It was a different sort of year.
Short but Sweet
For various reasons, I didn't have the opportunity to take as many trips in 2016 as I did in the past few years. I don't regret my choices in the slightest (overall 2016 was a terrific year, and not just from an outdoor perspective), but because I took fewer trips, I had to make them count.
Routes versus Trails
Over the past few years, I've gravitated toward a different sort of hiking. Rather than following defined trails, this choose-your-own-adventure style of hiking uses trails, canyon bottoms, dirt roads, friendly ridges, and cross-country travel to get from Point A to Point B.
2016 was the banner year for this kind of travel. Of the 11 overnight backpacking trips I did this year, only two of them followed trails the whole time. Another two followed well-defined canyons and common travel routes. The remainder, the majority, involved cross-country travel, route-finding, and general exploring. This sense of exploration, the next step in my development as a hiker, has been extremely rewarding.
Not just Backpacking...
Lest you think I'm a one-trick-pony (ok fine, I'm totally a one-trick-pony), I had a very enjoyable year's worth of non-backpacking activity as well. Whether it was finally knocking the Triple Traverse day hike off my list, taking a backcountry avalanche class, car camping in the desert with some friends, I had a great time.
- Hiking shoes destroyed: 3 pair
- Shoelaces snapped in the backcountry: 6
- Trekking poles retired: 1 pair (finally - bought them prior to the AT in 2013)
- Dorky floppy hats worn: 1
- Fishing rods acquired: 1
- Fish caught: 2
- Overnight trips: 11
- Sleeping bag nights: 34
- Nights spent under the stars: 14
- Day hikes: I have no idea
- Wasatch peaks (10,000+) summited: 12
- States visited: 3
- National Parks visited: 2
- Solo trips:7
- Trips with friends: 4
- Permits required: 2
- Permits acquired: 1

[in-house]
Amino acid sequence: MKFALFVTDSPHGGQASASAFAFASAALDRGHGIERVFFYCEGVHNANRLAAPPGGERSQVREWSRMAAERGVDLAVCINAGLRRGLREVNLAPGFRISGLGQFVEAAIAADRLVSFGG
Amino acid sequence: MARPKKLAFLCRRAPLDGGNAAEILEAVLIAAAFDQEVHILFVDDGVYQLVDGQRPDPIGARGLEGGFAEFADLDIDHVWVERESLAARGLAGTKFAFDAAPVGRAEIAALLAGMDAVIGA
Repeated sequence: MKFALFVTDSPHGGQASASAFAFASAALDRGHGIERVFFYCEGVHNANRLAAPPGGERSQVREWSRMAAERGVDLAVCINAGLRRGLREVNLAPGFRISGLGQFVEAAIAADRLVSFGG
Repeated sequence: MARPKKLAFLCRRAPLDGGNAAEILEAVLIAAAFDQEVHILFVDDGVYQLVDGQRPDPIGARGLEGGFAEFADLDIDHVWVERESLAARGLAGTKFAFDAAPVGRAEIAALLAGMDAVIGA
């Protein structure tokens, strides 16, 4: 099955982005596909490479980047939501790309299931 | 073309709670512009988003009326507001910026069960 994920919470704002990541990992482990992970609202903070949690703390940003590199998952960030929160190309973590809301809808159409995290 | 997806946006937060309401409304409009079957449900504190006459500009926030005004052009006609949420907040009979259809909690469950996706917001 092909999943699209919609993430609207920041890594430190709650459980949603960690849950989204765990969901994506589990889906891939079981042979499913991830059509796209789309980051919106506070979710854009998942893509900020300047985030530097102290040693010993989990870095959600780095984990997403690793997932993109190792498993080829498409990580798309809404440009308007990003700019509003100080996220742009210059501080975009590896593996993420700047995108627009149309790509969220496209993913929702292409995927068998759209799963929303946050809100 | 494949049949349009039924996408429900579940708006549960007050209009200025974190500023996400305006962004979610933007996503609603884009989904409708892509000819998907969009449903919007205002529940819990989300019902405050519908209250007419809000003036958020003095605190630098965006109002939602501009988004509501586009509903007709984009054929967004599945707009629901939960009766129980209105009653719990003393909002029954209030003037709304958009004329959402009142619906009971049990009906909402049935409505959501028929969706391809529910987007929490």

- Highest point: Granite Peak, 12,799 feet
- Lowest point: Escalante River, 3800 feet
- Highest point (metaphorical): Cirque of the Towers, covered in early-season snowfall
- Lowest point (metaphorical): slipping and sliding through treacherous, sticky mud in Zion National Park
- Most days spent without seeing a human: 5
- Longest waterless stretch: 20 miles
- Heaviest packweight: 34 pounds (Hayduke Trail)
- Lightest packweight:7 pounds (Death Hollow)
- Longest Day: 21 miles, Leidy Peak Loop
- Shortest Day: 5.5 Miles, Beartooth Fun Route
Number of times...
- In zero-visibility situations above treeline: 2
- Hailed on: 3
- Snowed on: 1
- Spat on: 1 (by a llama)
- Above 12,000 feet: 4
- Hitchhiking: 6
- Picking up hitchhikers: 4
- Disturbed by goats: 2
- Disturbed by humans: 1
Enough of the bloviation. Photo time!
In January, I enjoyed a subtle but beautiful hike in Zion, and some treacherous and not-so-subtle mud.
In May, I visited Death Hollow, an instant favorite in the Escalante area.
In June, I completed a loop over Delano Peak in the Tushars of central Utah.
In July, I hiked a sublime route in the eastern Uintas...
...and another beautiful route in the central Uintas.
In August I did a quick overnighter in the western Uintas...
...and the most amazing trip I've ever taken, the Beartooth Fun Route.
In September, I hiked a loop around/over Wind River Peak...
...and a quick-hitter around the perimeter of Brighton Ski Area in the Wasatch.
In October I hiked a section of the Hayduke trail through south-central Utah...
...and in November I hiked Little Death Hollow.
I'd say it's been a good year. I am blessed beyond what I deserve. Happy New Years!